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What are the formulas to calculate the 4 half-planes that define the camera's view volume?

The inputs should be the camera's world matrix, focal length (and maybe sensor size?) and anything else I overlooked. I am not interested in the clipping start/end, but extra credit if you include them.

I plan to use this to calculate if an object would be visible to the camera, (which is slightly harder since the origin could be off-camera, but polygons could still be on-camera, but I can fudge that).

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    $\begingroup$ You should cull the objects with bounding-spheres to avoid the origin problem, its fast. Search for frustum culling, this question is more for Game development stack exchange than blender.. $\endgroup$ – Jaroslav Jerryno Novotny Mar 31 '15 at 17:04
  • $\begingroup$ It is not for game. I want to add more objects (part of a lattice) to the scene, but not in places where they will never be rendered. I could easily add 100,000 objects and only have 10,000 actually show up on camera, so I'd rather just add only the ones that will appear on camera. $\endgroup$ – Mutant Bob Mar 31 '15 at 20:46
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After a couple of quick experiments I determined that for a square camera the following coordinates (expressed in the camera's local coordinate system) would appear in the corners of the image:

x = y = sensor_width/lens /2
[±x, ±y, -1]

For a rectangular image, whichever dimension is larger becomes sensor_width/lens/2, and the smaller dimension is proportionally adjusted.

To define the half-planes in the camera's coordinate system, it's enough to calculate the cross products of the vectors pointing at the vertices of each edge, so

lr = [ x,-y,-1]
ur = [ x, y,-1]
ll = [-x,-y,-1]
ul = [-x, y,-1]
n1 = | lr × ll |
n2 = | ll × ul |
n3 = | ul × ur |
n4 = | ur × lr |

We normalize the vectors to length 1 so that we can use them in distance calculations later on.

When you want to determine if a particular coordinate c is in the camera's view cone convert it to camera local coordinates using

M = cam.matrix_world.inverted()
c2 = M c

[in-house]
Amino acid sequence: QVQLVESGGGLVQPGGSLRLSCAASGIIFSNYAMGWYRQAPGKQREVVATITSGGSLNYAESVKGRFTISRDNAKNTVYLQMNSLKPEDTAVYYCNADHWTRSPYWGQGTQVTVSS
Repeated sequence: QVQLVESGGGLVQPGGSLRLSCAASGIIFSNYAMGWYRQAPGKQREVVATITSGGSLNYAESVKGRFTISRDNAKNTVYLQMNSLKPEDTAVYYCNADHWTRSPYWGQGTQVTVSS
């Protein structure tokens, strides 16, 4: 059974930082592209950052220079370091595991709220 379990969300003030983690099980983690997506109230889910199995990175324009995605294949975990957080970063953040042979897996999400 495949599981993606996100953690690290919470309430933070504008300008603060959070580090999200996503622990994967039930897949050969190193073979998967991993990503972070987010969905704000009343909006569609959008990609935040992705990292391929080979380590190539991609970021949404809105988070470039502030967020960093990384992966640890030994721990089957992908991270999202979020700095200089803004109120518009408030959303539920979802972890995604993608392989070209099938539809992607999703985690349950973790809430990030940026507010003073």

Now that we have c2 (in the camera's coordinate system) we can compute the dot product between it and the various half-plane normals.

zi = ni ∙ c2

If all those zis are >=0 then the point is in the camera's view cone. If the original coordinate is for an object, it's useful to incorporate a fudge factor like the radius of the object's bounding sphere (centered on the coordinate) and make sure that zi >= -fudge .

And this is the python class based on all that math:

class CameraCone:

    def __init__(self, matrix, sensor_width, lens, resolution_x, resolution_y):
        self.matrix = matrix.inverted()
        self.sensor_width = sensor_width
        self.lens = lens

        w = 0.5* sensor_width / lens
        if resolution_x> resolution_y:
            x = w
            y = w*resolution_y/resolution_x
        else:
            x = w*resolution_x/resolution_y
            y = w

        lr = Vector([x,-y,-1])
        ur = Vector([x,y,-1])
        ll = Vector([-x,-y,-1])
        ul = Vector([-x,y,-1])
        self.half_plane_normals = [
            lr.cross(ll).normalized(),
            ll.cross(ul).normalized(),
            ul.cross(ur).normalized(),
            ur.cross(lr).normalized()
        ]

    def from_camera(cam, scn):
        return CameraCone(cam.matrix_world, cam.data.sensor_width, cam.data.lens, scn.render.resolution_x, scn.render.resolution_y)

    def isVisible(self, loc, fudge=0):

        loc2 = self.matrix * loc

        for norm in self.half_plane_normals:
            z2 = loc2.dot(norm)
            if z2 < -fudge:
                return False

        return True
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  • $\begingroup$ this is great ! $\endgroup$ – Chebhou Apr 1 '15 at 19:44

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